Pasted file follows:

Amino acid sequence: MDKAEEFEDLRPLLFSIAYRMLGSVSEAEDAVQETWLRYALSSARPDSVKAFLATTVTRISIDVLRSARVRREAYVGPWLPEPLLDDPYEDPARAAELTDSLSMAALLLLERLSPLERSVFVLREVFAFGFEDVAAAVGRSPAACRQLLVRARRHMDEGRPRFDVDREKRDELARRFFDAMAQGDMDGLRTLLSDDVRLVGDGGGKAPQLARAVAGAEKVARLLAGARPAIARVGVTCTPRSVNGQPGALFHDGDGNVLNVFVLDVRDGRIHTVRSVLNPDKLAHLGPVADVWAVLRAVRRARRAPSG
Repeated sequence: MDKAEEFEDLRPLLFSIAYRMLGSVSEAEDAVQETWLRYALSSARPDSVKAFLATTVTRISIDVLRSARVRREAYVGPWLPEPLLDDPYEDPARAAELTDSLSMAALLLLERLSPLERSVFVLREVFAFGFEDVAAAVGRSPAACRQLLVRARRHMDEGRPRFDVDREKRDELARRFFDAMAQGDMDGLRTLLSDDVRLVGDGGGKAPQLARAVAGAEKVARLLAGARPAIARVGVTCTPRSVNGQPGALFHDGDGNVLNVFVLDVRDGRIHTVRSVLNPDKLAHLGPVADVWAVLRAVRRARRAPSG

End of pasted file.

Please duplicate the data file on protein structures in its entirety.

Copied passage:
Amino acid sequence: MDKAEEFEDLRPLLFSIAYRMLGSVSEAEDAVQETWLRYALSSARPDSVKAFLATTVTRISIDVLRSARVRREAYVGPWLPEPLLDDPYEDPARAAELTDSLSMAALLLLERLSPLERSVFVLREVFAFGFEDVAAAVGRSPAACRQLLVRARRHMDEGRPRFDVDREKRDELARRFFDAMAQGDMDGLRTLLSDDVRLVGDGGGKAPQLARAVAGAEKVARLLAGARPAIARVGVTCTPRSVNGQPGALFHDGDGNVLNVFVLDVRDGRIHTVRSVLNPDKLAHLGPVADVWAVLRAVRRARRAPSG
Repeated sequence: MDKAEEFEDLRPLLFSIAYRMLGSVSEAEDAVQETWLRYALSSARPDSVKAFLATTVTRISIDVLRSARVRREAYVGPWLPEPLLDDPYEDPARAAELTDSLSMAALLLLERLSPLERSVFVLREVFAFGFEDVAAAVGRSPAACRQLLVRARRHMDEGRPRFDVDREKRDELARRFFDAMAQGDMDGLRTLLSDDVRLVGDGGGKAPQLARAVAGAEKVARLLAGARPAIARVGVTCTPRSVNGQPGALFHDGDGNVLNVFVLDVRDGRIHTVRSVLNPDKLAHLGPVADVWAVLRAVRRARRAPSG